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Fiscal deal will cost you: 8 tax changes

[Editor's note: This story was updated on Jan. 2 at 10:00 am ET.]

Congress has passed a fiscal deal that averts the worst of the tax increases under the "fiscal cliff." But most Americans will still end up paying more in federal taxes. Here are eight tax changes under the fiscal deal that may hit your pocketbook:   

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The lights of the US Capitol burn into the night as the House worked on the 'fiscal cliff' legislation proposed by the Senate on Tuesday, Jan. 1, 2013. The new deal averts the most sweeping tax increase, but boosts taxes nevertheless.

Jacquelyn Martin/AP

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1. Beware the $740-a-year 'stealth' tax

While the fiscal deal makes permanent the Bush-era tax cuts, thus averting the biggest tax increases that would have gone into effect in 2013, it didn't extend the second biggest one. Congress quietly let the temporary Social Security payroll tax cut expire. That means that the 2-percentage-point cut in the payroll tax that wage earners have enjoyed over the past two years ratchets back to its normal 6.2 percent level. That represents an extra $115 billion of revenue a year for the federal government, according to the Tax Policy Center, or about 22 percent of the total tax rise had all the "fiscal cliff" tax provisions taken effect.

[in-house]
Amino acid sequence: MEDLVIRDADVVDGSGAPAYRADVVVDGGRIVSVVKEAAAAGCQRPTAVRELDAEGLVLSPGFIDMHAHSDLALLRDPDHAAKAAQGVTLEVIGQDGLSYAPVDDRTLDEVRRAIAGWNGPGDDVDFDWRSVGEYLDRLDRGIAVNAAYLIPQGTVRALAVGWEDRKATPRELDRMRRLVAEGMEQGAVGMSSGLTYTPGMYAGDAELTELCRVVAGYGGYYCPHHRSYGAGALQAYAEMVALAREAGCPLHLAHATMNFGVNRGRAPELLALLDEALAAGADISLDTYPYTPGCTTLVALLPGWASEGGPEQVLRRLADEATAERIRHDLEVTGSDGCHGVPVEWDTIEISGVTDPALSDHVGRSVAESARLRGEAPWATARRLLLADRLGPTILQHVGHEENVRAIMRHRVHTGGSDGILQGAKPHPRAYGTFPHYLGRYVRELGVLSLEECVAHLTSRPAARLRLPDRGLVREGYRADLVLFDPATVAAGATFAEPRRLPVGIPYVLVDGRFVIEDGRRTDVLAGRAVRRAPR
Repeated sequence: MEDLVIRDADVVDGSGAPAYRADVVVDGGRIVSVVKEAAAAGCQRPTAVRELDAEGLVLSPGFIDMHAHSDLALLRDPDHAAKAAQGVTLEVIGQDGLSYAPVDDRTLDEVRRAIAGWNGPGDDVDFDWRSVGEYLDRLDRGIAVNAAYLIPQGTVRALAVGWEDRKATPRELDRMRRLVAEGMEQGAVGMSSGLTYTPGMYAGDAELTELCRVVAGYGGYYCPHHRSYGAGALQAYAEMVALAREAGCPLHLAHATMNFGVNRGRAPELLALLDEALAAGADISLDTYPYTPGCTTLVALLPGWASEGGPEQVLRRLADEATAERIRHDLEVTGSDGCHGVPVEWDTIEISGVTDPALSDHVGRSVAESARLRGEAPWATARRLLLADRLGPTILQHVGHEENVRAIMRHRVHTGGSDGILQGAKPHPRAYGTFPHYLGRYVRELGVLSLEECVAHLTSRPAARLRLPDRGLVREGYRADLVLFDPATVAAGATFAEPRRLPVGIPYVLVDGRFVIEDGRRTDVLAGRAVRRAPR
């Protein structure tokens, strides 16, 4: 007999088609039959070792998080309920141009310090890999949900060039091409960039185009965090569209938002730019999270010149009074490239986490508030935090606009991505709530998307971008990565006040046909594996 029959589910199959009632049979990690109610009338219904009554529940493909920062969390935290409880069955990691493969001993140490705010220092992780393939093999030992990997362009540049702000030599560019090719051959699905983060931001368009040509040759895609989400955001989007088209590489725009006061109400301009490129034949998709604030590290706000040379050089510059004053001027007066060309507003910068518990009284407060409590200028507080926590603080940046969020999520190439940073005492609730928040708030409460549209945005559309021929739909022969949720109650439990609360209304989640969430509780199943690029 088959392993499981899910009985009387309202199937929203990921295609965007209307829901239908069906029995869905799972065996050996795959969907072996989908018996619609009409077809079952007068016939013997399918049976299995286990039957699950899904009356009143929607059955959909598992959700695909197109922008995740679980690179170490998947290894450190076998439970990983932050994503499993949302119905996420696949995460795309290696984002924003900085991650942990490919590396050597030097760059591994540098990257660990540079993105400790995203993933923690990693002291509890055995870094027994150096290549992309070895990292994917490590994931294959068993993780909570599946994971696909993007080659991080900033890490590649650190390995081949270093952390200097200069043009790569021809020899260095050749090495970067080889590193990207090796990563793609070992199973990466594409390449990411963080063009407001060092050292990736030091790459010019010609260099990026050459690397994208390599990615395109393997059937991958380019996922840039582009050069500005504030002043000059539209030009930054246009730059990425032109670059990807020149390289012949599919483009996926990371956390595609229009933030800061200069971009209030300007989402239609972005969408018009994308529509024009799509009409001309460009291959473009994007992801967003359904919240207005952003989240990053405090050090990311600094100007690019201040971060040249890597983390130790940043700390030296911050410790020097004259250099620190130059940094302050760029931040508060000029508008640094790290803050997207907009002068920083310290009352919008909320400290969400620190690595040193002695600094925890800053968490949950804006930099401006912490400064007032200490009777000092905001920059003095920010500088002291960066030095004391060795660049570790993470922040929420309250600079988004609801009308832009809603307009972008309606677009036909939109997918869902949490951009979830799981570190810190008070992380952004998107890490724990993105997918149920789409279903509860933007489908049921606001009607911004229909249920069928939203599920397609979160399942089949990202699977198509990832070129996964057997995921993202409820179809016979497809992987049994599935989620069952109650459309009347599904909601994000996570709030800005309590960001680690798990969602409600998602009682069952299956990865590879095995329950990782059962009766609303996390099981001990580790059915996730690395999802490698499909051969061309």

The increase in the payroll tax would raise the tax bill for the lowest 20 percent of income earners by 1.1 percentage points, 1.3 percentage points for middle 20 percent, and 0.8 percent for the top 20 percent (who earn more from capital returns than from wages), the Tax Policy Center estimates. The impact on the average taxpayer: an extra $740 a year.

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